new IA64 backend

Hi everyone,

  I've just checked in an IA64 backend to LLVM! Be warned, it's pretty rough right now. Here are some of the known defects:

  - No varargs
  - No alloca
  - No instruction scheduling/bundling of any sort

  ...or in other words, it breaks often and when it does work, it's a dog. On the plus side, it _does_ have a tasty new pattern instruction selector. :slight_smile: Beyond fixing the first two gaping holes above, I'm planning on implementing a reasonably serious scheduler/bundler, something more or less along the lines of that described here:

  http://www.jilp.org/vol6/v6paper2.pdf

  ..hopefully that'll be done in time for xmas. Beyond that, a JIT would be a very nice addition, and I'll give that a shot too if I can't sucker anyone else into doing it for me. :wink:

  Well, thanks to LLVM hackers one and all, but especially Chris for making the whole endeavour rather painless and Andrew for the Alpha backend from which I cut and pasted^W^W^Wlearned a lot.

  Duraid

Woo hoo! And There Was Much Rejoicing in IA64 Land :-).

Hi everyone,

  I've just checked in an IA64 backend to LLVM! Be warned, it's pretty
rough right now. Here are some of the known defects:

  - No varargs

What are your issues here? Or are they simply at the "not implemented
so I don't know" stage? Namely, I am working on some varargs changes
that may or may not be applicable to you.

  - No instruction scheduling/bundling of any sort

So this one needs to be coordinated. Next week, I might see about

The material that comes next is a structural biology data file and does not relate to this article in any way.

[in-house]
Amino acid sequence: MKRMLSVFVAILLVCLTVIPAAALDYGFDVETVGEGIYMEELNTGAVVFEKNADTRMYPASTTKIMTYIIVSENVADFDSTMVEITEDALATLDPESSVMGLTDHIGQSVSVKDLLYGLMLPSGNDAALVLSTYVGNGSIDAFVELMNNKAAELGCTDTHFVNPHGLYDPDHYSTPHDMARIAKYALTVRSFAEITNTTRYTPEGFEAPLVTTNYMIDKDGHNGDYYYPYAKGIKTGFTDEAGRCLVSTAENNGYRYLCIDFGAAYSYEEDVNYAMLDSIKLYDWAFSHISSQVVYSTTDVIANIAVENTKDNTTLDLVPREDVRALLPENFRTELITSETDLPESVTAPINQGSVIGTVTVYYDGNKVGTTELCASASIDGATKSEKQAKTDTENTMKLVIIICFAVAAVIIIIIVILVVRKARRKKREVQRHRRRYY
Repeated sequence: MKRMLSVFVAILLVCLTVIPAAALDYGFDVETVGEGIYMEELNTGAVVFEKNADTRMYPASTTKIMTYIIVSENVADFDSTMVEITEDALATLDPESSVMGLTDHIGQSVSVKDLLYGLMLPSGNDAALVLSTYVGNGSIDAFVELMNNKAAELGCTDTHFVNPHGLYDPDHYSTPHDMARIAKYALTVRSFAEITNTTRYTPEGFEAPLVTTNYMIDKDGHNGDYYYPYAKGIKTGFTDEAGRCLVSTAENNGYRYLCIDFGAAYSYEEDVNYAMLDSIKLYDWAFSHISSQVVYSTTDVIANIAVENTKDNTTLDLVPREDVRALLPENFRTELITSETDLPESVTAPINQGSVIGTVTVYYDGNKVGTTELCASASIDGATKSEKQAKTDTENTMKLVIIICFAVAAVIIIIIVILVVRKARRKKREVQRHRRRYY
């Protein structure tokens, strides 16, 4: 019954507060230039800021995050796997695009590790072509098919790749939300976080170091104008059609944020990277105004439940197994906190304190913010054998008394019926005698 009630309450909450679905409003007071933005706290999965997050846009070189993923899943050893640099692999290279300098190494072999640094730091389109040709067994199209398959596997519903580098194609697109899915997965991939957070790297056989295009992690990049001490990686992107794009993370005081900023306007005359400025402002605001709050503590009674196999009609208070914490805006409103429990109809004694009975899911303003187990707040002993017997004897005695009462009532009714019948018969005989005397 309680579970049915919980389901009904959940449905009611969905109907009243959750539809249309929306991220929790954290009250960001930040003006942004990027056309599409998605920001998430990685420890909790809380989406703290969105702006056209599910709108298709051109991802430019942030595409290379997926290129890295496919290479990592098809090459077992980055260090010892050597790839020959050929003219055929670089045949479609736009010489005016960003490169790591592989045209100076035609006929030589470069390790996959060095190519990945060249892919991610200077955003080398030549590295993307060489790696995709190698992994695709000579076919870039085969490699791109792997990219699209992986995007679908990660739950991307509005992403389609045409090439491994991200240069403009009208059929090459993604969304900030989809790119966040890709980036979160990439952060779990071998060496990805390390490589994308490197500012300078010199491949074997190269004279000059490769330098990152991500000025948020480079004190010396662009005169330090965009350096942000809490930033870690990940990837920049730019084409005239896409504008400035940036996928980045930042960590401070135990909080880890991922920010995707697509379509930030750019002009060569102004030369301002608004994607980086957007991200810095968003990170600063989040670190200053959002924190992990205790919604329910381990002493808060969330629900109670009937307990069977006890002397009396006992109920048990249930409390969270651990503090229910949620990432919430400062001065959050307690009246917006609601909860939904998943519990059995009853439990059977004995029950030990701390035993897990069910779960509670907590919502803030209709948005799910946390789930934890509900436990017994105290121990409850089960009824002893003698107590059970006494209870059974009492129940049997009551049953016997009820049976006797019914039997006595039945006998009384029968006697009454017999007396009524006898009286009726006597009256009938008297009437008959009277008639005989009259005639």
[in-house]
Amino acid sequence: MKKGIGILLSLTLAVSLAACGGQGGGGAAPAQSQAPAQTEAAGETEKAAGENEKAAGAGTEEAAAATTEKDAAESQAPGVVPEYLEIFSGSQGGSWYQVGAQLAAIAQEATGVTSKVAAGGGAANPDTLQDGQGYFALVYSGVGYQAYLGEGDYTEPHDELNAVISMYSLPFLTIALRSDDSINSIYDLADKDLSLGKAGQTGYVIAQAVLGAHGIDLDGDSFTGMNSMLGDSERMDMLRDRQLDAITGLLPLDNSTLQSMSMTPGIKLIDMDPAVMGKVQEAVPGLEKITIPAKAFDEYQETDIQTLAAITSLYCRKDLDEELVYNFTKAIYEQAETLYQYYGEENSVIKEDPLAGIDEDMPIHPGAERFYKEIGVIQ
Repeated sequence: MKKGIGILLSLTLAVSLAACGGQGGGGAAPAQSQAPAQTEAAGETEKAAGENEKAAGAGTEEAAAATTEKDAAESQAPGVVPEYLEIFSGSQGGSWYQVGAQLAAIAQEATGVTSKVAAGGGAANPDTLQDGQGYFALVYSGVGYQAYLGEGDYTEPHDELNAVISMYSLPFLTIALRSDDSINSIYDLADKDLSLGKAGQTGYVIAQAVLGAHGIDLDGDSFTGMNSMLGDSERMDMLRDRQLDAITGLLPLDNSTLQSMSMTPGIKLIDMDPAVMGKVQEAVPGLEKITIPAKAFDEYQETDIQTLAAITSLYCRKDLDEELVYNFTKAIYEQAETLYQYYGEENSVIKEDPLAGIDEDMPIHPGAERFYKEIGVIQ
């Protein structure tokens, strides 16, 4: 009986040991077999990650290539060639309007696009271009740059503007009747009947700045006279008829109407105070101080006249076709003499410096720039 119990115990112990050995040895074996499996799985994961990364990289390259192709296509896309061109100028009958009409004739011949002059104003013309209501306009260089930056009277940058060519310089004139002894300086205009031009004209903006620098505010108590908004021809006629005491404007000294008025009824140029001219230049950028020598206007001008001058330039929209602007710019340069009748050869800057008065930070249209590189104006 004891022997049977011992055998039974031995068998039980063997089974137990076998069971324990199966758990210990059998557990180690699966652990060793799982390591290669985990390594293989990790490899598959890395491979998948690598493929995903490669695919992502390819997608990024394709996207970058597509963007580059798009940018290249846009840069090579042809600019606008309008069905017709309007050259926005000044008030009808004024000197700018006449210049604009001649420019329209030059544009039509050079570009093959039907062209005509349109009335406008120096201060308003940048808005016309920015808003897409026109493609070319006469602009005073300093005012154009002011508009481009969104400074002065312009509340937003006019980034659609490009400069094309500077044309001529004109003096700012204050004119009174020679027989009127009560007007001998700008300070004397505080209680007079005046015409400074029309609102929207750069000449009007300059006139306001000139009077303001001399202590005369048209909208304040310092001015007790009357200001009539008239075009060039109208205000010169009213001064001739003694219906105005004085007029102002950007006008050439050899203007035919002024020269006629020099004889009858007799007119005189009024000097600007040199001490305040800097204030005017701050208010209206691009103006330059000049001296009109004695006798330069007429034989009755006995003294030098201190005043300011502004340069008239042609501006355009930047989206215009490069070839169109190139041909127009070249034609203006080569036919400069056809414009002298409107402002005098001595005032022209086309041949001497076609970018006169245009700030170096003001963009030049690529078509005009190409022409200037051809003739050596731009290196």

adding MachineInstruction support to the SelectionDAG so you can load up
a DAG post-ISel and then spit it back out scheduled.

Andrew Lenharth
http://www.lenharth.org/~andrewl/

Andrew Lenharth wrote:

- No varargs

What are your issues here? Or are they simply at the "not implemented
so I don't know" stage?

The two bugs I mentioned (no varargs, no alloca) are pretty much two sides of the same coin: I'm ignoring the IA64 stack frame layout (for no good reason), so these don't work. Actually, varargs seems particularly simple on IA64, so I'll swat these two bugs pretty soon.

Namely, I am working on some varargs changes
that may or may not be applicable to you.

Hmm. :slight_smile:

- No instruction scheduling/bundling of any sort

So this one needs to be coordinated. Next week, I might see about
adding MachineInstruction support to the SelectionDAG so you can load up
a DAG post-ISel and then spit it back out scheduled.

That would be much appreciated, particularly if it means that we can have scheduled MachineInstructions living alongside DAGs in such a way that changing the DAG (adding/removing a couple of instructions, say) doesn't _necessarily_ require rescheduling the whole function. I'm thinking of a future JIT here, where it would be nice to be able to sprinkle/reap instrumentation code over functions at high speed.

  Duraid

Al Stone wrote:

Woo hoo! And There Was Much Rejoicing in IA64 Land :-).

So we see here that Al has not yet run the test suite. :wink:

Hmm. For those _not_ in IA64 land, here a few random things that might be interesting: